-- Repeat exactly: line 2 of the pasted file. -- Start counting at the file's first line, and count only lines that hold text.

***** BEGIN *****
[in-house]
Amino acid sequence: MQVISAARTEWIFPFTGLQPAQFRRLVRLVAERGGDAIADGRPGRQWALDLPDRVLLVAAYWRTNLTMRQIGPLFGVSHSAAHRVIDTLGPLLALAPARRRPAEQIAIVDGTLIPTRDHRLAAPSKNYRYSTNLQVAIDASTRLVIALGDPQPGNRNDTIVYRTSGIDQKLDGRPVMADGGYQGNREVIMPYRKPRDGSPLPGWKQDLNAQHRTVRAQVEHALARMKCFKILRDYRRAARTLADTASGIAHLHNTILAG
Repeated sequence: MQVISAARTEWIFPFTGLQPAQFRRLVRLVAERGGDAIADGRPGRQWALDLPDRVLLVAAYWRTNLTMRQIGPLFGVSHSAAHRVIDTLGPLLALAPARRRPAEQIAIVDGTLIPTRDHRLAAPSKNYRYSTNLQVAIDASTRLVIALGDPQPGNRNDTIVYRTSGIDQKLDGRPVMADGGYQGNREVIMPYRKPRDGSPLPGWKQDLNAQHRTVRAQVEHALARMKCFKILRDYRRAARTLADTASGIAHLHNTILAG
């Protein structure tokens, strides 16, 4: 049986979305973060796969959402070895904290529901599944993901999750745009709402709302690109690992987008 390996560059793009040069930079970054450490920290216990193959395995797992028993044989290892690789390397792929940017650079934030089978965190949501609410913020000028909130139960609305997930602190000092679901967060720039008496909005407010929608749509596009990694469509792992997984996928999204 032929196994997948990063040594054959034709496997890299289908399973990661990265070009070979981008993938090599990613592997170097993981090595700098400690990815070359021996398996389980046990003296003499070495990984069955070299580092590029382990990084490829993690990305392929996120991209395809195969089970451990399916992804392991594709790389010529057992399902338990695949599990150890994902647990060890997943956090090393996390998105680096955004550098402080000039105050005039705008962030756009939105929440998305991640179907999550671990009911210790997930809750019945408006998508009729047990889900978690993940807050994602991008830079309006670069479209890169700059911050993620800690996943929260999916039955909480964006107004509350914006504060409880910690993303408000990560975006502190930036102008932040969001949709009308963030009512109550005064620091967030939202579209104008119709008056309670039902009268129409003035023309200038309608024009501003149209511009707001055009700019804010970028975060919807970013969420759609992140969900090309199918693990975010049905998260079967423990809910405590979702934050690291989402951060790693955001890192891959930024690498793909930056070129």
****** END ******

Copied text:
Amino acid sequence: MQVISAARTEWIFPFTGLQPAQFRRLVRLVAERGGDAIADGRPGRQWALDLPDRVLLVAAYWRTNLTMRQIGPLFGVSHSAAHRVIDTLGPLLALAPARRRPAEQIAIVDGTLIPTRDHRLAAPSKNYRYSTNLQVAIDASTRLVIALGDPQPGNRNDTIVYRTSGIDQKLDGRPVMADGGYQGNREVIMPYRKPRDGSPLPGWKQDLNAQHRTVRAQVEHALARMKCFKILRDYRRAARTLADTASGIAHLHNTILAG